By Fiona Maxwell
Director of Museum Operations and Communications, Frances Willard House Museum
History PhD candidate, University of Chicago
In recognition of the 150th anniversary of Frances Willard’s role as President of the Evanston College for Ladies (1871-1873) and Dean of Women at Northwestern University (1873-1874), the Frances Willard House Museum and WCTU Archives is exploring the history – and the prehistory – of women’s higher education in Evanston. This is the first installment in a series of blog posts about Willard’s educational experiences. You can read part two here.
In 1854, Frances Willard was full of “imaginings” about what she “was to be and to do in the world.” By the age of fourteen, she had become “fully persuaded” that “something quite out of the common lot” awaited her, but her ideas were “vague as to the what and the why” because “women were allowed to do so few things.” Taking stock of her interests and skills, she determined “that I wanted to write, and that I would speak in public if I dared – though I didn’t say this last, not even to mother.”
For women of Willard’s generation, writing and speaking represented the practical tools necessary to open new professional paths and to make their voices heard in the public sphere. Despite sparse opportunities for formal education, as a young girl Willard learned to connect the pursuit of knowledge and self-expression to personal and societal transformation. When she was twelve, her father brought home a card containing the Latin words for “Knowledge is power.” “Very many times I said them over to myself,” she recalled, “much more I thought about them, seriously determining that I would attain knowledge so far as in me lay.”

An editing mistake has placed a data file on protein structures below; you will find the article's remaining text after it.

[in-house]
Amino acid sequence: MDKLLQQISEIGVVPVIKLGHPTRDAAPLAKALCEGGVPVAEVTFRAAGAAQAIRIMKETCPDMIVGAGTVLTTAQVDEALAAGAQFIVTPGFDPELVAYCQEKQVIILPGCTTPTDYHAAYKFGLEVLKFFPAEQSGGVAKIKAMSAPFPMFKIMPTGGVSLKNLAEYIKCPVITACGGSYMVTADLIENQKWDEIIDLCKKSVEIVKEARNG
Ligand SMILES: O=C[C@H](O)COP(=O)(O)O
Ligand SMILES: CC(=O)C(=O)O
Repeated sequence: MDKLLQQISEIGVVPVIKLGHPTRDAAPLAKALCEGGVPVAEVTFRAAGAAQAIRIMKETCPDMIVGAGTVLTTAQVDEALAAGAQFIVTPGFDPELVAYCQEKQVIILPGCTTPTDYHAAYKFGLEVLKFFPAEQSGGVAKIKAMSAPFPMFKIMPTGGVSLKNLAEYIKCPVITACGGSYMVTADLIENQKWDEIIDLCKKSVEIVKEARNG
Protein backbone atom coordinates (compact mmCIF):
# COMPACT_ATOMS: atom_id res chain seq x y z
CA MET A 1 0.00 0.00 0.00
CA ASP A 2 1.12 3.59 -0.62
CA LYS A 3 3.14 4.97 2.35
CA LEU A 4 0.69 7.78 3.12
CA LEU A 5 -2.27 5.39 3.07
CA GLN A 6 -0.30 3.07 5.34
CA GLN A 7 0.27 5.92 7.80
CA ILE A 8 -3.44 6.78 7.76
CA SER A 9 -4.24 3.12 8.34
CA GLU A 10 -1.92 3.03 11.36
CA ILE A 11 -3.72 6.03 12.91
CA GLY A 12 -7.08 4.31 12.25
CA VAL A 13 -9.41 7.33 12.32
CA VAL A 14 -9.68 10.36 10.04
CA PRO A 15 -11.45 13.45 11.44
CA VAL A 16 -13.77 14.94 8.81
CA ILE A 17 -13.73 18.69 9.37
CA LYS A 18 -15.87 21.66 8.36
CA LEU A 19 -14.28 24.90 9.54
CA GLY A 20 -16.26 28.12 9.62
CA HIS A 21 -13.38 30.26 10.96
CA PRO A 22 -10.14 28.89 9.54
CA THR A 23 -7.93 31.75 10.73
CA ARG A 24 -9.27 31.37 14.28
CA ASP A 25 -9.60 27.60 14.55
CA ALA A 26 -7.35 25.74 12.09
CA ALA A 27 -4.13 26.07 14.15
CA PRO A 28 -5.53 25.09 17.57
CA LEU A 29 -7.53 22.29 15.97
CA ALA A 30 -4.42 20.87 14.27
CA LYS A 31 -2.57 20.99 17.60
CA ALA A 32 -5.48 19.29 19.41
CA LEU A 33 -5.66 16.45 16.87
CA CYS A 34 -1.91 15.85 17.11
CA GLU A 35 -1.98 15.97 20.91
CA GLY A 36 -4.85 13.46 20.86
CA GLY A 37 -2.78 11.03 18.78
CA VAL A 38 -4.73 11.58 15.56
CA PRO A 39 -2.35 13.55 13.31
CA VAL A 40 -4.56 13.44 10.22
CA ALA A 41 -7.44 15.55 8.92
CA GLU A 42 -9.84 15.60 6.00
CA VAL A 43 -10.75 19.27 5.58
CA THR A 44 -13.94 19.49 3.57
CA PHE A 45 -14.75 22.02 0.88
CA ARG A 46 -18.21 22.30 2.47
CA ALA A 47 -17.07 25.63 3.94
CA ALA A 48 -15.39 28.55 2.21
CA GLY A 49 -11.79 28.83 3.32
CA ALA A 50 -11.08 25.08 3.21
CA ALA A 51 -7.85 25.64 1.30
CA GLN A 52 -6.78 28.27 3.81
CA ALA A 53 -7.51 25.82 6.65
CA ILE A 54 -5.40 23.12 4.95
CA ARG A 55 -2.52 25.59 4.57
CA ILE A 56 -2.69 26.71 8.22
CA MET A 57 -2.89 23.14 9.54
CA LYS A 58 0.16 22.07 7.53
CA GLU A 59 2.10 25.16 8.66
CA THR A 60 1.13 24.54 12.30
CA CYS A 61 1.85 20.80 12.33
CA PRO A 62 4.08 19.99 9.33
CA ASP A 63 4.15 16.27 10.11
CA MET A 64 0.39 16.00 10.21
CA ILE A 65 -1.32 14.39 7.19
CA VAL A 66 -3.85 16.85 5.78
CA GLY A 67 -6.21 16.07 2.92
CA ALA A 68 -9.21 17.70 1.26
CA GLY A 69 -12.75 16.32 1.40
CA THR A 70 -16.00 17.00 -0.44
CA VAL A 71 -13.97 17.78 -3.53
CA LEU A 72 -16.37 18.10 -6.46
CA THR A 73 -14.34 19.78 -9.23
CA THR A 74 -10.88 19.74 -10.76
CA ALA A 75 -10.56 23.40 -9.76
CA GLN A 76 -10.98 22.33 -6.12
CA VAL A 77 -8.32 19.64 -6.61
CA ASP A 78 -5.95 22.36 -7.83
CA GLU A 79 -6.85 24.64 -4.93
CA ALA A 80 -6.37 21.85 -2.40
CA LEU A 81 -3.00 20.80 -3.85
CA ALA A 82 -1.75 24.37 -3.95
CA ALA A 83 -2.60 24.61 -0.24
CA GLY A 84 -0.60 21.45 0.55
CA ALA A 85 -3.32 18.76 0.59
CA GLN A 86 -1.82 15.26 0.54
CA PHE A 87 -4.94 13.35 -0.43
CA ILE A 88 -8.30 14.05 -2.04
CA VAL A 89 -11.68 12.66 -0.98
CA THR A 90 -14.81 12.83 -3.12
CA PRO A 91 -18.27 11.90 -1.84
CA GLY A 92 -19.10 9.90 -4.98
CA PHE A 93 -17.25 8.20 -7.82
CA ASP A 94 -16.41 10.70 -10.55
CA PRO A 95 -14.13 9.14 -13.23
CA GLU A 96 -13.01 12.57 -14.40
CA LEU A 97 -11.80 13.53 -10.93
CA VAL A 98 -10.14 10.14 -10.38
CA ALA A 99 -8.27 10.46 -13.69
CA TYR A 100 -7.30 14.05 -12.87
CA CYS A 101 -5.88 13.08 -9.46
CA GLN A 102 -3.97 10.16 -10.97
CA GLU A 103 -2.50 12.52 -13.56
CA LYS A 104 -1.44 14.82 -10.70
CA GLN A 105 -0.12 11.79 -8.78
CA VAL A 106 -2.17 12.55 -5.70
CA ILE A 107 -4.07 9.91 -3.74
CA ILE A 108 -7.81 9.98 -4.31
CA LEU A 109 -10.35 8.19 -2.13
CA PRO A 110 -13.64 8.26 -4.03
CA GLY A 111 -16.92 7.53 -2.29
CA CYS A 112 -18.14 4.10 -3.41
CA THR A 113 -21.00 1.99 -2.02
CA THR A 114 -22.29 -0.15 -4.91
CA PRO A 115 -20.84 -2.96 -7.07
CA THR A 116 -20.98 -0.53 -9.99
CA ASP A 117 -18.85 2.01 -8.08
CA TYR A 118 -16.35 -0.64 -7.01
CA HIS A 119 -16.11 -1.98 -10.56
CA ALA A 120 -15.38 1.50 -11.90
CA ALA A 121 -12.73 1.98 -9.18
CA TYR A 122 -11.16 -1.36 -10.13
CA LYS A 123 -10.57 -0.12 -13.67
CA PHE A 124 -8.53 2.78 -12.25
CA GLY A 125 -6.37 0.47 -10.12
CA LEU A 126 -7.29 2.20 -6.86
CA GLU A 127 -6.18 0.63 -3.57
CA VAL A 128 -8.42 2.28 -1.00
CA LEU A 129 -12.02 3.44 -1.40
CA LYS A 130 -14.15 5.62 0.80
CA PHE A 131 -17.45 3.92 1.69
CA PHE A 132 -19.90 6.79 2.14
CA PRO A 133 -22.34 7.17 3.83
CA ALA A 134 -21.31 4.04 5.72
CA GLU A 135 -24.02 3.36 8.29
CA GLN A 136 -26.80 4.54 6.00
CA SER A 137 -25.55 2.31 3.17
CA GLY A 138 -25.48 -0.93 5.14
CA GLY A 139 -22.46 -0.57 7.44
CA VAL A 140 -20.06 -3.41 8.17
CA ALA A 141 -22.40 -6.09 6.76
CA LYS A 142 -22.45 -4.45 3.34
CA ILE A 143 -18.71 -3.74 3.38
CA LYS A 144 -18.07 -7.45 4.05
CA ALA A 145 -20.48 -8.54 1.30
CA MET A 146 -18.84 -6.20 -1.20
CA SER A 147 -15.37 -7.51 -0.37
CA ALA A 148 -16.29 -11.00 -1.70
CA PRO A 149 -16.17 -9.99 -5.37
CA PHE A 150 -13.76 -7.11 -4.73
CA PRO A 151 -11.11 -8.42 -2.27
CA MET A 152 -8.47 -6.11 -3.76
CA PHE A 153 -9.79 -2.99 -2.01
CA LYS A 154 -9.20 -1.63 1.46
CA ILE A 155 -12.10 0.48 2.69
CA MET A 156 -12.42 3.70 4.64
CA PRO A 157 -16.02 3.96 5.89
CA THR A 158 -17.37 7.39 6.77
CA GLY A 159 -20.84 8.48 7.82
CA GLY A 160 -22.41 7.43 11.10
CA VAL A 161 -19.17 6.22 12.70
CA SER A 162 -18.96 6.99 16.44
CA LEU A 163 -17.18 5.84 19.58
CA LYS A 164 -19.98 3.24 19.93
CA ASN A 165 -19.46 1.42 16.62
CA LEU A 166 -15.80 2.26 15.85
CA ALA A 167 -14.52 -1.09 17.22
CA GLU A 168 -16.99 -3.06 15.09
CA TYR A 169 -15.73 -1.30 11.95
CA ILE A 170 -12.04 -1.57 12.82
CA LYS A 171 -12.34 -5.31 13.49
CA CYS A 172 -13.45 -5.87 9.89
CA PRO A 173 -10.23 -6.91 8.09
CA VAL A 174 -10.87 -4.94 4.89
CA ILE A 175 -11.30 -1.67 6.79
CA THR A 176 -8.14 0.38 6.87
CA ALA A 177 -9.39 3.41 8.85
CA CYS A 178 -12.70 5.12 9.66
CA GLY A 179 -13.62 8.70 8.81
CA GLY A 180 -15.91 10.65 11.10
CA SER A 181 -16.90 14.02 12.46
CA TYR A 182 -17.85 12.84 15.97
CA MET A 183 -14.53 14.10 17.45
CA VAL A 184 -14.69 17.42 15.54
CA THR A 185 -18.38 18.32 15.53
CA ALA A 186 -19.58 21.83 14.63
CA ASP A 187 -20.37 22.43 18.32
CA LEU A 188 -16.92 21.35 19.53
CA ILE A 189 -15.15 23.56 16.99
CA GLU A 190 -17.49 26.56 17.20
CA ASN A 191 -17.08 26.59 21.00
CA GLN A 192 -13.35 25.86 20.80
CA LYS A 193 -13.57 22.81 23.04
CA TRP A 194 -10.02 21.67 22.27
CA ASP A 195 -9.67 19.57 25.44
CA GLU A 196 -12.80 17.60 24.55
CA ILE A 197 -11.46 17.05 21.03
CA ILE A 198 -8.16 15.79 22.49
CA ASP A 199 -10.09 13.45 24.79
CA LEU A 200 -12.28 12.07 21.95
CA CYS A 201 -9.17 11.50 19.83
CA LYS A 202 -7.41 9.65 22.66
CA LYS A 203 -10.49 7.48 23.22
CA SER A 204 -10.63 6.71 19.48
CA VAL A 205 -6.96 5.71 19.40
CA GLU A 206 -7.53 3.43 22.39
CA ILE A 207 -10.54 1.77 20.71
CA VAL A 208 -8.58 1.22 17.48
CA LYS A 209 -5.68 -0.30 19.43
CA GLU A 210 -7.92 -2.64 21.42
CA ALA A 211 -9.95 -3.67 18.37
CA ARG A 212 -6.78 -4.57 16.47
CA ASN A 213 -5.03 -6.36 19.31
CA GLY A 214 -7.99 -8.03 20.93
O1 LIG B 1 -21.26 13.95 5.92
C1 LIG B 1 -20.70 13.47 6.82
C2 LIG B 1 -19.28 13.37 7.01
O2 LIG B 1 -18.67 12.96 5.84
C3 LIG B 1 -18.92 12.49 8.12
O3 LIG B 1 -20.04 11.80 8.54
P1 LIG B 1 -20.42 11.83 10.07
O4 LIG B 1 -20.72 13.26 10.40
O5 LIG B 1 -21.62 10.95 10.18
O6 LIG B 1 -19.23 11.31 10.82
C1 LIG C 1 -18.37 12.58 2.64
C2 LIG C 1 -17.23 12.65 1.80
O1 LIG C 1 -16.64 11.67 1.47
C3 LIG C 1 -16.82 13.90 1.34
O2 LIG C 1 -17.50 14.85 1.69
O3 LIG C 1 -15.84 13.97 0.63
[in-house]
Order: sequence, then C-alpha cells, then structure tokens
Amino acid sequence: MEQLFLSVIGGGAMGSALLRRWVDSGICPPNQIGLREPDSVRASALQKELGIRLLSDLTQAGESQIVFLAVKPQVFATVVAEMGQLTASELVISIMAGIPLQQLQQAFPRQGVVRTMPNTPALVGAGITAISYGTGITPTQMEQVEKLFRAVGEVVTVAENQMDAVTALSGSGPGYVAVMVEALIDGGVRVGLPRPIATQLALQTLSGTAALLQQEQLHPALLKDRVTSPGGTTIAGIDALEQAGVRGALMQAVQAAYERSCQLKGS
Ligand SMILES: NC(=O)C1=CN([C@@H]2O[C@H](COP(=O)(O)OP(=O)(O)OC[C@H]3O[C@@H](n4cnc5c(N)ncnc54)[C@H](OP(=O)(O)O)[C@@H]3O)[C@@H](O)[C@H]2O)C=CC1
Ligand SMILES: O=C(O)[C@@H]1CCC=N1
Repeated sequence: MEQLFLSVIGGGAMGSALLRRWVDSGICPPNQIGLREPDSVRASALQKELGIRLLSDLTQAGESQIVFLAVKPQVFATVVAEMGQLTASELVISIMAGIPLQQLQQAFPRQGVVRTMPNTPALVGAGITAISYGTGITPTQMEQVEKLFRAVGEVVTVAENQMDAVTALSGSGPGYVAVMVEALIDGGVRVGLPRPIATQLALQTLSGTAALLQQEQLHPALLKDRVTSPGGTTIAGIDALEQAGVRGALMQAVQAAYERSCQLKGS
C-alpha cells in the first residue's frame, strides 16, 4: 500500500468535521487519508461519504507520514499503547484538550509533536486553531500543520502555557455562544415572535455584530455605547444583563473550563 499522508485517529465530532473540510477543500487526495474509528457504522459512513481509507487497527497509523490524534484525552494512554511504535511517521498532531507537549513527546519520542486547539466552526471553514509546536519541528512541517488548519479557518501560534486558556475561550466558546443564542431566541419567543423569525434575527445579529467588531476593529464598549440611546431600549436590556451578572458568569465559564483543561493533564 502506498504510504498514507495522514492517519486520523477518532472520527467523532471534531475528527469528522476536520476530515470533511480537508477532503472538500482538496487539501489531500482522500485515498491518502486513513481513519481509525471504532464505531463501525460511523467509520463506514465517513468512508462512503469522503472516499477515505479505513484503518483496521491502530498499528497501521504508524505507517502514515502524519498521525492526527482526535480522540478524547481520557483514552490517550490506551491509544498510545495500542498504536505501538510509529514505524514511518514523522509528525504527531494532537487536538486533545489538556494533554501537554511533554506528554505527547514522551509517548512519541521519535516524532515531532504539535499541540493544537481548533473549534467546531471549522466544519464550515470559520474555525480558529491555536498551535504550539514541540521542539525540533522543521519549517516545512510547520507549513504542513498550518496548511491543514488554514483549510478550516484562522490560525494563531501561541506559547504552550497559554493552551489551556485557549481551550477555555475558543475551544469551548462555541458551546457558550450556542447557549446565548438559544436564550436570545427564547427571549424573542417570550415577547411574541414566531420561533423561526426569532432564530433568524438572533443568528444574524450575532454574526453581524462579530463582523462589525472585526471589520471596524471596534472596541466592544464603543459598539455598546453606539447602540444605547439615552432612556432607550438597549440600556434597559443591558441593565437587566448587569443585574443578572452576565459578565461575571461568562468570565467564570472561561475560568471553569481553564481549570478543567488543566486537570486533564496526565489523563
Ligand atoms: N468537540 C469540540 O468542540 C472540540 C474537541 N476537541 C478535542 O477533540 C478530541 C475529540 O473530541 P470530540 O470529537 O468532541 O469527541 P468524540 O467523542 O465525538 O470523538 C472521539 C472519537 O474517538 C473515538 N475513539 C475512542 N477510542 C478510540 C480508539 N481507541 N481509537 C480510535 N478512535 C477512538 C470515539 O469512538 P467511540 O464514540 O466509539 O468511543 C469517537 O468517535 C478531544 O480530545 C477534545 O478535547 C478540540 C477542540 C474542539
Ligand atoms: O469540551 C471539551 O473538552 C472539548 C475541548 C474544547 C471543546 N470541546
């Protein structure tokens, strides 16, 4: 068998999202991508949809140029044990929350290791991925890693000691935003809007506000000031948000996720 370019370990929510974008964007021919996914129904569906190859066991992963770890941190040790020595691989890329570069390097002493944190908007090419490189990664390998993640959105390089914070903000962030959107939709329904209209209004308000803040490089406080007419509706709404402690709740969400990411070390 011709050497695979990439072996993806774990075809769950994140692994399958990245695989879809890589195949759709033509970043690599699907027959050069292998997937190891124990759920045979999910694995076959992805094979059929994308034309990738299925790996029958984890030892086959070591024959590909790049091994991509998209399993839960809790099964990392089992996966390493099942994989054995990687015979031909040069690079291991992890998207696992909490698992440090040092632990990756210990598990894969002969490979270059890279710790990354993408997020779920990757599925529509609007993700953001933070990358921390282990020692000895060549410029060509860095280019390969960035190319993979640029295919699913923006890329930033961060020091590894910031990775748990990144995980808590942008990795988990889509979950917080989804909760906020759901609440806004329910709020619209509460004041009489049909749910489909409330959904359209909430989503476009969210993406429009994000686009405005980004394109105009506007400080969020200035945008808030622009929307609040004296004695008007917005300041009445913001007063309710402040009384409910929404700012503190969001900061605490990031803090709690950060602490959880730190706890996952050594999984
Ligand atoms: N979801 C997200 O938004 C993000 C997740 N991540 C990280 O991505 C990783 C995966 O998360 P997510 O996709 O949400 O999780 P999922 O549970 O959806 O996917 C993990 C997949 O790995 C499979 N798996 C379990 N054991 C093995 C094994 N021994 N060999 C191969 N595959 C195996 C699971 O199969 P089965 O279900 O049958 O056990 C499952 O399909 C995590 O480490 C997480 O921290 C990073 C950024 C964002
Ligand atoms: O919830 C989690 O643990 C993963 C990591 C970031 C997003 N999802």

Growing up on an isolated farm near Janesville, Wisconsin, Willard’s earliest education was superintended by her mother. Mary Thompson Hill Willard’s “dearest wish” was for her children to become “well educated,” and she told them that the most important skill to learn was “the power of expression,” namely, “how to speak and write.” Apart from her instruction at “her mother’s knee,” Frances devoured endless stories and historical pieces to learn “what sort of world was this of which I had become a resident.” When her father took her to town, she liked nothing better than to visit the bookstore, as “the very presence of books was a heart’s ease,” and she always “felt at home where books were kept.”
Beyond developing a voracious appetite for reading, Willard became an avid writer. Every day she climbed to a “high perch in the old oak tree” to “write down the day’s proceedings, scribble sketches and verses,” and work on her never-ending novel, Rupert Melville and His Comrades: A Story of Adventure. She shared her productions with anyone who would listen, reading each one aloud “as fast as it was written.” By the time she was a young teenager, she determined that “write I could and should and would.”
Willard’s penchant for scribbling was matched by her desire to speak. When the Willards were living in Oberlin, Ohio, three-year-old Frances watched the college students “rehearsing their speeches and would get up an amusing imitation of them.” Her parents encouraged her performative impulses by standing her up on a chair and having her recite poetry for guests after dinner. Her father always demanded “something feminine, or else nothing at all,” but her mother encouraged Frances to experiment with a variety of styles and genres.